Two decades into a new century, a medium that began as a technological curiosity has evolved into a force of great influence. Accessible far and wide through modestly priced devices, it quickly became a popular way to spend leisure time. In Canada, it sparked concerns about a dominant American industry that permeated across the border, and some of the radical content featured on the new medium caught government attention. The government set to work to introduce new regulations and seize national control over an industry spurred by this new communications technology.
If you read that paragraph as a summary of where Canada currently stands with regulating the internet, your assumption is understandable. However, the technology referenced is radio and the century is the 20th.
Radio’s emergence in Canada created issues that spurred significant government intervention and were parallel to many of the issues at the heart of debates about internet regulation today.
In 1929, the Aird Commission issued a report after investigating the implications of radio for Canada, leading to the creation of what we know today as the Canadian Broadcasting Corporation (CBC) and the Canadian Radio-television and Telecommunications Commission (CRTC). The Aird Commission examined how the advertising-heavy business model of radio stations clustered around urban centres worked. It was concerned that rural Canadians would be denied access to the new medium and all the benefits it brought. Another concern was the ever-growing dominance of American radio stations that were already being broadcast across the border, with many interested in setting up local expansions into Canada. Even the broadcasts themselves were under scrutiny following several pointed attacks on the Catholic Church and federal government that occurred over the airwaves.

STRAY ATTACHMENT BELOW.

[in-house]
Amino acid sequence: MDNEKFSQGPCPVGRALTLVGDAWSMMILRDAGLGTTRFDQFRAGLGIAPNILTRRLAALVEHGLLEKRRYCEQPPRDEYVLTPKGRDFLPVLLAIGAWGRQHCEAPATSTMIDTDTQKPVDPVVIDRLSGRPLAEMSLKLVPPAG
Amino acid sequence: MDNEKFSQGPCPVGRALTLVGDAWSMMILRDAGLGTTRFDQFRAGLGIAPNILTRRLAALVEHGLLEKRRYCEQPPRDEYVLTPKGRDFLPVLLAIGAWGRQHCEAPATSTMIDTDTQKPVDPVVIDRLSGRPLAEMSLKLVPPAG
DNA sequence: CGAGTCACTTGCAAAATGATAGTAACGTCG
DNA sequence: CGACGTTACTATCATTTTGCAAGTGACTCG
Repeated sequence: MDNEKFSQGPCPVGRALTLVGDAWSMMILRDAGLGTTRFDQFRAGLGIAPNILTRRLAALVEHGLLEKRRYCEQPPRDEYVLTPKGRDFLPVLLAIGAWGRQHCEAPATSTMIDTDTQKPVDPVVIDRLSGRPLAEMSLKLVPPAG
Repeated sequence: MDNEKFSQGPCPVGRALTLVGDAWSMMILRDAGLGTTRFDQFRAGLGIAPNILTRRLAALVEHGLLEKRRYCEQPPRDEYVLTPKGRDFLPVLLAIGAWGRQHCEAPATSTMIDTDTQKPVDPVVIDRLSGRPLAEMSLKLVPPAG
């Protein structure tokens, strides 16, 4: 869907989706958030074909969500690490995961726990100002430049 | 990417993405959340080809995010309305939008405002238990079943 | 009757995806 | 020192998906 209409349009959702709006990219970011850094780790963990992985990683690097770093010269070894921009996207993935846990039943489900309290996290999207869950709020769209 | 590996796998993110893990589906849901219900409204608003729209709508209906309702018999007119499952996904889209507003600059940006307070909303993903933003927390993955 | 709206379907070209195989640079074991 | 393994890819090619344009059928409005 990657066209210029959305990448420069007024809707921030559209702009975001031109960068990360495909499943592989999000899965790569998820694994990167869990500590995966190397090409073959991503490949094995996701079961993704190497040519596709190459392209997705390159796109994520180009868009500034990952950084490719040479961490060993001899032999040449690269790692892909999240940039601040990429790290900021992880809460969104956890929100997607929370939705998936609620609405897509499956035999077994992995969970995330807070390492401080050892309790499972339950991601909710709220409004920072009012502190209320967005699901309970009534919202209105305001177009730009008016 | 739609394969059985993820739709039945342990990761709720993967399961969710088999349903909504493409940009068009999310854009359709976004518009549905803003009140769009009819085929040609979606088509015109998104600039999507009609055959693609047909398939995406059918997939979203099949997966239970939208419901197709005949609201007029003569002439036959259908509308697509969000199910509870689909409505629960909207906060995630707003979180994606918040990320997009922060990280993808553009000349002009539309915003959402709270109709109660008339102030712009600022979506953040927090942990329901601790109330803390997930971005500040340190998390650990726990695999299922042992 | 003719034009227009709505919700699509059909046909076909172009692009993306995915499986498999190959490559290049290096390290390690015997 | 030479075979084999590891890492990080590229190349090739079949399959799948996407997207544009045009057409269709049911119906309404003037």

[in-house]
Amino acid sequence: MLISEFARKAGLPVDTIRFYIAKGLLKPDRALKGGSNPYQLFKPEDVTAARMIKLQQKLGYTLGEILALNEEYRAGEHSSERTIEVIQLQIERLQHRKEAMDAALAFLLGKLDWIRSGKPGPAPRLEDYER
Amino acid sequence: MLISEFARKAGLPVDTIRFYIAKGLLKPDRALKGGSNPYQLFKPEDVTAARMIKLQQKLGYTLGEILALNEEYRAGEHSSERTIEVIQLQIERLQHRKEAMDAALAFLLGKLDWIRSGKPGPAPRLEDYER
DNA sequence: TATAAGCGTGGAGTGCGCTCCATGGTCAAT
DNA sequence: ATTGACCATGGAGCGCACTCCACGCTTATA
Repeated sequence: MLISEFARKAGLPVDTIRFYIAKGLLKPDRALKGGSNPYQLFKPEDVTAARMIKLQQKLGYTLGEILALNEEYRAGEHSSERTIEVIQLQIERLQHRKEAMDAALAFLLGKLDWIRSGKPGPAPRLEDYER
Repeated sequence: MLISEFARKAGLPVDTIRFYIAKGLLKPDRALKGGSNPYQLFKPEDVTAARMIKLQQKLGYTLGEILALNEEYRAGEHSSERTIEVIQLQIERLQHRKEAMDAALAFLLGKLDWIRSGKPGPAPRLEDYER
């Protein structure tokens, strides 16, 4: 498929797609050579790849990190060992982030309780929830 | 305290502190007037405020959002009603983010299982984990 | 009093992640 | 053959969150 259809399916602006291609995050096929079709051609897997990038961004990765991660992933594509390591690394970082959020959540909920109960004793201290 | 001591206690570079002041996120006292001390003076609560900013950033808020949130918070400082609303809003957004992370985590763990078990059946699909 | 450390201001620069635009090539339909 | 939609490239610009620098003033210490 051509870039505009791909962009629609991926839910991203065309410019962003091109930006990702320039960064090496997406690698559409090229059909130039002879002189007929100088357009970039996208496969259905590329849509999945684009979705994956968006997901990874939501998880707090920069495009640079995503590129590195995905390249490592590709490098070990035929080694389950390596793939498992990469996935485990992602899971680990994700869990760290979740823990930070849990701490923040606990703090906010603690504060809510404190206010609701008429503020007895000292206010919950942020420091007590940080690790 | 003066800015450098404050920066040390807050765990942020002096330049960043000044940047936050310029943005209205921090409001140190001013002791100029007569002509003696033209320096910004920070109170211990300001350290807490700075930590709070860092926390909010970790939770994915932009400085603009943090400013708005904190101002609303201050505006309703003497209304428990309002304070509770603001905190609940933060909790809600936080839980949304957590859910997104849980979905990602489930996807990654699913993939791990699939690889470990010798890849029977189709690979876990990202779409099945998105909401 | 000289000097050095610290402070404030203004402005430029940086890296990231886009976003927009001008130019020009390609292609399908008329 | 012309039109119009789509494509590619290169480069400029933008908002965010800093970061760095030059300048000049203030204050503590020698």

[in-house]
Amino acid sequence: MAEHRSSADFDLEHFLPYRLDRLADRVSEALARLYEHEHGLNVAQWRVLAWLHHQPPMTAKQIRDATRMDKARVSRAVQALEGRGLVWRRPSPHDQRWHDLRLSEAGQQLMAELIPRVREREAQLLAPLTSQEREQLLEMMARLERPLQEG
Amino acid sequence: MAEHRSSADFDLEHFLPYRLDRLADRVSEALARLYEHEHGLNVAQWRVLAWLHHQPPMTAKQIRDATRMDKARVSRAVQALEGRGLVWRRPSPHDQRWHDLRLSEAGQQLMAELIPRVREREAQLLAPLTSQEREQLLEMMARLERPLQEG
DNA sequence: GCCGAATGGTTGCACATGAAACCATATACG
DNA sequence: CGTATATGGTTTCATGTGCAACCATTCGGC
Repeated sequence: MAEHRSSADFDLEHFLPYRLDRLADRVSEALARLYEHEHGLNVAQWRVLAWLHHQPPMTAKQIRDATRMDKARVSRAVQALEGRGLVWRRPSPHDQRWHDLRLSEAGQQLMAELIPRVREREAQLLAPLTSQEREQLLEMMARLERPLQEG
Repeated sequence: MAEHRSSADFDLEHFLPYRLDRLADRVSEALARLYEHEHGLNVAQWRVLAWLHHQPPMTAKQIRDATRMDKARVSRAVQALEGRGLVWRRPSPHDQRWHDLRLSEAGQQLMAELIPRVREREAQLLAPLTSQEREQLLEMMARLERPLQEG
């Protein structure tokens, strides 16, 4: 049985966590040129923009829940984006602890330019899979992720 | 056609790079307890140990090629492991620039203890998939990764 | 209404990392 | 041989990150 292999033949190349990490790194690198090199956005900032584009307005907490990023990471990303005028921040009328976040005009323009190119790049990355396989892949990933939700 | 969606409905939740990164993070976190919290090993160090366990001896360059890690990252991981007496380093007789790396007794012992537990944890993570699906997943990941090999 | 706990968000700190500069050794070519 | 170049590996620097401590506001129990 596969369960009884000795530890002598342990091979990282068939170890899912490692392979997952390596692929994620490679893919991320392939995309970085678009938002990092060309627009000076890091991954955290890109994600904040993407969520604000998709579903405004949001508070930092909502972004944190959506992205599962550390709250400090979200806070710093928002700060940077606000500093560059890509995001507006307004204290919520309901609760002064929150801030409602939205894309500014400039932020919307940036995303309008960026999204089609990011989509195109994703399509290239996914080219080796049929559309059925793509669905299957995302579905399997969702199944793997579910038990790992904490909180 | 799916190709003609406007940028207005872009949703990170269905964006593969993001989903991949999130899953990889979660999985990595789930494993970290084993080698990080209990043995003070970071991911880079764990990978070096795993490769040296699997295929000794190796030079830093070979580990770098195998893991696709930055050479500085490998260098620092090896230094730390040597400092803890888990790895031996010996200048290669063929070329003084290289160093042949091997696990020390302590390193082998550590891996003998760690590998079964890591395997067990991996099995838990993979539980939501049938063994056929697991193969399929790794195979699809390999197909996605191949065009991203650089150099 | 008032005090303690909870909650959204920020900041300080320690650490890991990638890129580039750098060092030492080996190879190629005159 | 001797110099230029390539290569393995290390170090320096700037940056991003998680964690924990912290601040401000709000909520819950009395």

A century later, the regulatory debate about communications technology has shifted to the internet but is being painted with the same broad strokes. This time, concerns about the advertising model are that it is dominated by Silicon Valley tech giants, leaving little revenue for Canadian news media to subsist. Access is still an issue, with many rural Canadians without broadband access. While other households may have basic access, they are unable to afford high quality internet access that is required to participate fully in the online economy.
While the desire to protect and promote Canadian content against the dominant American industry informed the creation of the CBC and CRTC in the 1920s, this desire has transformed itself in the 2020s into attempts to regulate American digital behemoths in order to support Canadian content. The outrage over the content published online has created a public uproar similar to that of the 1920s. However, the offenders are private firms seeking profits, and the offending content ranges from being outright illegal to rampant disinformation.
The implications of the Aird report played out over decades, resulting in new regulations that shaped the broadcast industry throughout the 20th century. For better or worse, Canada’s experience with broadcast media continues to be viewed through the lens of a regulatory regime that seeks to curb the power of privately held firms in order to achieve Canada’s cultural objectives. At this point, we can safely expect that legislative decisions made by the government in the next year or two will have a similar impact on Canadians’ experience with the internet for decades to come.
The question remains whether Canada will commit to a democratic and open internet that puts people first, or will it put a damper on the greatest transformative economic force of our time?
At CIRA, we believe that Canadians deserve a better internet. That’s why we collect their opinions on the internet issues that matter most to them every year. As internet regulation looms, public opinion on these issues matters more than ever before. We explore the potential paths ahead in this year’s edition of the Canadians Deserve a Better Internet report.